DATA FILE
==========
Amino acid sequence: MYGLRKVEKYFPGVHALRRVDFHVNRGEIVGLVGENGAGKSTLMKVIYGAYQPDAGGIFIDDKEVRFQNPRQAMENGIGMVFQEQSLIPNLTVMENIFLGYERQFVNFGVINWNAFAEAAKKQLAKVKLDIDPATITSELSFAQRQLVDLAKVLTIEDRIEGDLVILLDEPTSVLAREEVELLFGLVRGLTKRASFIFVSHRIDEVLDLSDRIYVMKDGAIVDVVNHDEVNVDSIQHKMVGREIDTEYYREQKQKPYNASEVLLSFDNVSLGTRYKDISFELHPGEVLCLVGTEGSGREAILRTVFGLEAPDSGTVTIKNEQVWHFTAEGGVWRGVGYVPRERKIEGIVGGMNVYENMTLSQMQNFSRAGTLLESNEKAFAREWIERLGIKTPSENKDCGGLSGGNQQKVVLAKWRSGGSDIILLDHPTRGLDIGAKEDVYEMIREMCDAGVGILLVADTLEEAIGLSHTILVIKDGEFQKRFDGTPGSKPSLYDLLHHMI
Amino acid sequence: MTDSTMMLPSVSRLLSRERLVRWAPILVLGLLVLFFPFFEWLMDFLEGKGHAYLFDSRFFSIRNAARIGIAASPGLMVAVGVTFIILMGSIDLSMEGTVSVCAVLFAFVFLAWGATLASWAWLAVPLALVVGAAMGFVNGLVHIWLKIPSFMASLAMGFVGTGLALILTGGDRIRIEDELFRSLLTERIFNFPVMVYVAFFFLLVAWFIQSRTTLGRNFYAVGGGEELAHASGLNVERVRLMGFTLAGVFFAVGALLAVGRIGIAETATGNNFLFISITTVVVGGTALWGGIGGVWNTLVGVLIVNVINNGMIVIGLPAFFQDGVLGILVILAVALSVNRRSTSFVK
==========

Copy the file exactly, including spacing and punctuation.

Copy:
Amino acid sequence: MYGLRKVEKYFPGVHALRRVDFHVNRGEIVGLVGENGAGKSTLMKVIYGAYQPDAGGIFIDDKEVRFQNPRQAMENGIGMVFQEQSLIPNLTVMENIFLGYERQFVNFGVINWNAFAEAAKKQLAKVKLDIDPATITSELSFAQRQLVDLAKVLTIEDRIEGDLVILLDEPTSVLAREEVELLFGLVRGLTKRASFIFVSHRIDEVLDLSDRIYVMKDGAIVDVVNHDEVNVDSIQHKMVGREIDTEYYREQKQKPYNASEVLLSFDNVSLGTRYKDISFELHPGEVLCLVGTEGSGREAILRTVFGLEAPDSGTVTIKNEQVWHFTAEGGVWRGVGYVPRERKIEGIVGGMNVYENMTLSQMQNFSRAGTLLESNEKAFAREWIERLGIKTPSENKDCGGLSGGNQQKVVLAKWRSGGSDIILLDHPTRGLDIGAKEDVYEMIREMCDAGVGILLVADTLEEAIGLSHTILVIKDGEFQKRFDGTPGSKPSLYDLLHHMI
Amino acid sequence: MTDSTMMLPSVSRLLSRERLVRWAPILVLGLLVLFFPFFEWLMDFLEGKGHAYLFDSRFFSIRNAARIGIAASPGLMVAVGVTFIILMGSIDLSMEGTVSVCAVLFAFVFLAWGATLASWAWLAVPLALVVGAAMGFVNGLVHIWLKIPSFMASLAMGFVGTGLALILTGGDRIRIEDELFRSLLTERIFNFPVMVYVAFFFLLVAWFIQSRTTLGRNFYAVGGGEELAHASGLNVERVRLMGFTLAGVFFAVGALLAVGRIGIAETATGNNFLFISITTVVVGGTALWGGIGGVWNTLVGVLIVNVINNGMIVIGLPAFFQDGVLGILVILAVALSVNRRSTSFVK